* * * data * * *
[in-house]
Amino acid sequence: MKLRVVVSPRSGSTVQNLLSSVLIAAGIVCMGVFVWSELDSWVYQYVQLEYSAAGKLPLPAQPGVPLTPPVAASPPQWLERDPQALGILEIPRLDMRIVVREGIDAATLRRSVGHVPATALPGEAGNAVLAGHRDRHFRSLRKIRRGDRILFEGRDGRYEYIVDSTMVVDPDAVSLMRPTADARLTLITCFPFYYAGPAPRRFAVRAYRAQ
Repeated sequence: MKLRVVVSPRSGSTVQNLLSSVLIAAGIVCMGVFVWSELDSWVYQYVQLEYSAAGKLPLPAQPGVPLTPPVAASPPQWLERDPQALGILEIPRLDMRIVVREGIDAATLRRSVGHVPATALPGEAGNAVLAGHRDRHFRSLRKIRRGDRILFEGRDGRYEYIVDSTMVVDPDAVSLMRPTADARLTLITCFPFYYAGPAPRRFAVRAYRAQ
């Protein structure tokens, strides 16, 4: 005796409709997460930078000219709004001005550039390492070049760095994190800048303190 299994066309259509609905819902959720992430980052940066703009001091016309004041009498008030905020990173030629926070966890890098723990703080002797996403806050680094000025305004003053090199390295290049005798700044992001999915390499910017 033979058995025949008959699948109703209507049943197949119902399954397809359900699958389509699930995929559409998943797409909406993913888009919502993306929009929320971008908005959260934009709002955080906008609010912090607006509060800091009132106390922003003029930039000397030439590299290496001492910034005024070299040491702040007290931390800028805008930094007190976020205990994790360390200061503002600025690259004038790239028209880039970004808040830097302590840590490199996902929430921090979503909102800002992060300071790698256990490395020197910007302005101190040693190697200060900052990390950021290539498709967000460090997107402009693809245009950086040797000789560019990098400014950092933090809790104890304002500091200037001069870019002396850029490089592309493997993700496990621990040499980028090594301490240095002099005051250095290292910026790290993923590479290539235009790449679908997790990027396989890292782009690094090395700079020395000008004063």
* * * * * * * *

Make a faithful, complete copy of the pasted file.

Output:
[in-house]
Amino acid sequence: MKLRVVVSPRSGSTVQNLLSSVLIAAGIVCMGVFVWSELDSWVYQYVQLEYSAAGKLPLPAQPGVPLTPPVAASPPQWLERDPQALGILEIPRLDMRIVVREGIDAATLRRSVGHVPATALPGEAGNAVLAGHRDRHFRSLRKIRRGDRILFEGRDGRYEYIVDSTMVVDPDAVSLMRPTADARLTLITCFPFYYAGPAPRRFAVRAYRAQ
Repeated sequence: MKLRVVVSPRSGSTVQNLLSSVLIAAGIVCMGVFVWSELDSWVYQYVQLEYSAAGKLPLPAQPGVPLTPPVAASPPQWLERDPQALGILEIPRLDMRIVVREGIDAATLRRSVGHVPATALPGEAGNAVLAGHRDRHFRSLRKIRRGDRILFEGRDGRYEYIVDSTMVVDPDAVSLMRPTADARLTLITCFPFYYAGPAPRRFAVRAYRAQ
């Protein structure tokens, strides 16, 4: 005796409709997460930078000219709004001005550039390492070049760095994190800048303190 299994066309259509609905819902959720992430980052940066703009001091016309004041009498008030905020990173030629926070966890890098723990703080002797996403806050680094000025305004003053090199390295290049005798700044992001999915390499910017 033979058995025949008959699948109703209507049943197949119902399954397809359900699958389509699930995929559409998943797409909406993913888009919502993306929009929320971008908005959260934009709002955080906008609010912090607006509060800091009132106390922003003029930039000397030439590299290496001492910034005024070299040491702040007290931390800028805008930094007190976020205990994790360390200061503002600025690259004038790239028209880039970004808040830097302590840590490199996902929430921090979503909102800002992060300071790698256990490395020197910007302005101190040693190697200060900052990390950021290539498709967000460090997107402009693809245009950086040797000789560019990098400014950092933090809790104890304002500091200037001069870019002396850029490089592309493997993700496990621990040499980028090594301490240095002099005051250095290292910026790290993923590479290539235009790449679908997790990027396989890292782009690094090395700079020395000008004063």